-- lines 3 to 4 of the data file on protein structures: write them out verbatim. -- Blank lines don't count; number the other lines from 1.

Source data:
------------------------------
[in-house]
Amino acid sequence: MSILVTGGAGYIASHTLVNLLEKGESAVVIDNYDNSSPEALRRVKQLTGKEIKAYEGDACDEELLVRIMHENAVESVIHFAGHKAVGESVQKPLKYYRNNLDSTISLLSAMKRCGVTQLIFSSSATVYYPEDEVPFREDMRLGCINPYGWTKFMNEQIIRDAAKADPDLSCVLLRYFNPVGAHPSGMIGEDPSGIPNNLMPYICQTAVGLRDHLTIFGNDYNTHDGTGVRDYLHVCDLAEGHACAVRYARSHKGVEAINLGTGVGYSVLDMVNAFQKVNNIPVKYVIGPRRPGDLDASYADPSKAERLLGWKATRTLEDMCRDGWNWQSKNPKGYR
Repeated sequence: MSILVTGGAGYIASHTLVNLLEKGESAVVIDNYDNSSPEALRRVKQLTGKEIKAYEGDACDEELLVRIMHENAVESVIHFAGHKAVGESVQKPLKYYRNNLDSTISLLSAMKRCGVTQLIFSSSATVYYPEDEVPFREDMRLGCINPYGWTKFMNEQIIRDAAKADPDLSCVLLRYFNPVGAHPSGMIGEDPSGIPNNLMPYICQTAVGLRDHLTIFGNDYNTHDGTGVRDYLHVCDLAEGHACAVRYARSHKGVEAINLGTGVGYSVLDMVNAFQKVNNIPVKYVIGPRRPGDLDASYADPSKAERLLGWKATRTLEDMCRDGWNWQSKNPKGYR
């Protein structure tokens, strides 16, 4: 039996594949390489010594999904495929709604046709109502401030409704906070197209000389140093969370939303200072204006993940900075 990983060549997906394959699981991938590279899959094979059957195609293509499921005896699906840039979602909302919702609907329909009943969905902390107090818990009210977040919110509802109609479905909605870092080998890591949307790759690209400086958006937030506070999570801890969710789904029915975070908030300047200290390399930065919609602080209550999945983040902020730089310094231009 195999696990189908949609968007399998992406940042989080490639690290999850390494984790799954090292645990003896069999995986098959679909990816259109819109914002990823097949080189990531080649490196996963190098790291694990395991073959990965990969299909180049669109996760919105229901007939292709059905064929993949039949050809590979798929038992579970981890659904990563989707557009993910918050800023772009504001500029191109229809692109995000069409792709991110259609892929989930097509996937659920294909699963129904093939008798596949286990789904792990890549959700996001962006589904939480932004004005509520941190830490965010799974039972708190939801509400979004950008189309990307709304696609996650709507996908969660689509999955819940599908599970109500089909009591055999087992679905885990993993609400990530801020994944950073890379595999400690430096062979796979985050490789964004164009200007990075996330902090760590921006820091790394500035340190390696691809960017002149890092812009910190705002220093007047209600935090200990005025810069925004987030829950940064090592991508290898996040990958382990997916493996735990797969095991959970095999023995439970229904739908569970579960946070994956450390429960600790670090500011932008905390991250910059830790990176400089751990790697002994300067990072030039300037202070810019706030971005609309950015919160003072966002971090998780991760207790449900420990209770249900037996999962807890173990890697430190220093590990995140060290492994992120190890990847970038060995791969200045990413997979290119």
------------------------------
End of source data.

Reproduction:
Repeated sequence: MSILVTGGAGYIASHTLVNLLEKGESAVVIDNYDNSSPEALRRVKQLTGKEIKAYEGDACDEELLVRIMHENAVESVIHFAGHKAVGESVQKPLKYYRNNLDSTISLLSAMKRCGVTQLIFSSSATVYYPEDEVPFREDMRLGCINPYGWTKFMNEQIIRDAAKADPDLSCVLLRYFNPVGAHPSGMIGEDPSGIPNNLMPYICQTAVGLRDHLTIFGNDYNTHDGTGVRDYLHVCDLAEGHACAVRYARSHKGVEAINLGTGVGYSVLDMVNAFQKVNNIPVKYVIGPRRPGDLDASYADPSKAERLLGWKATRTLEDMCRDGWNWQSKNPKGYR
């Protein structure tokens, strides 16, 4: 039996594949390489010594999904495929709604046709109502401030409704906070197209000389140093969370939303200072204006993940900075 990983060549997906394959699981991938590279899959094979059957195609293509499921005896699906840039979602909302919702609907329909009943969905902390107090818990009210977040919110509802109609479905909605870092080998890591949307790759690209400086958006937030506070999570801890969710789904029915975070908030300047200290390399930065919609602080209550999945983040902020730089310094231009 195999696990189908949609968007399998992406940042989080490639690290999850390494984790799954090292645990003896069999995986098959679909990816259109819109914002990823097949080189990531080649490196996963190098790291694990395991073959990965990969299909180049669109996760919105229901007939292709059905064929993949039949050809590979798929038992579970981890659904990563989707557009993910918050800023772009504001500029191109229809692109995000069409792709991110259609892929989930097509996937659920294909699963129904093939008798596949286990789904792990890549959700996001962006589904939480932004004005509520941190830490965010799974039972708190939801509400979004950008189309990307709304696609996650709507996908969660689509999955819940599908599970109500089909009591055999087992679905885990993993609400990530801020994944950073890379595999400690430096062979796979985050490789964004164009200007990075996330902090760590921006820091790394500035340190390696691809960017002149890092812009910190705002220093007047209600935090200990005025810069925004987030829950940064090592991508290898996040990958382990997916493996735990797969095991959970095999023995439970229904739908569970579960946070994956450390429960600790670090500011932008905390991250910059830790990176400089751990790697002994300067990072030039300037202070810019706030971005609309950015919160003072966002971090998780991760207790449900420990209770249900037996999962807890173990890697430190220093590990995140060290492994992120190890990847970038060995791969200045990413997979290119």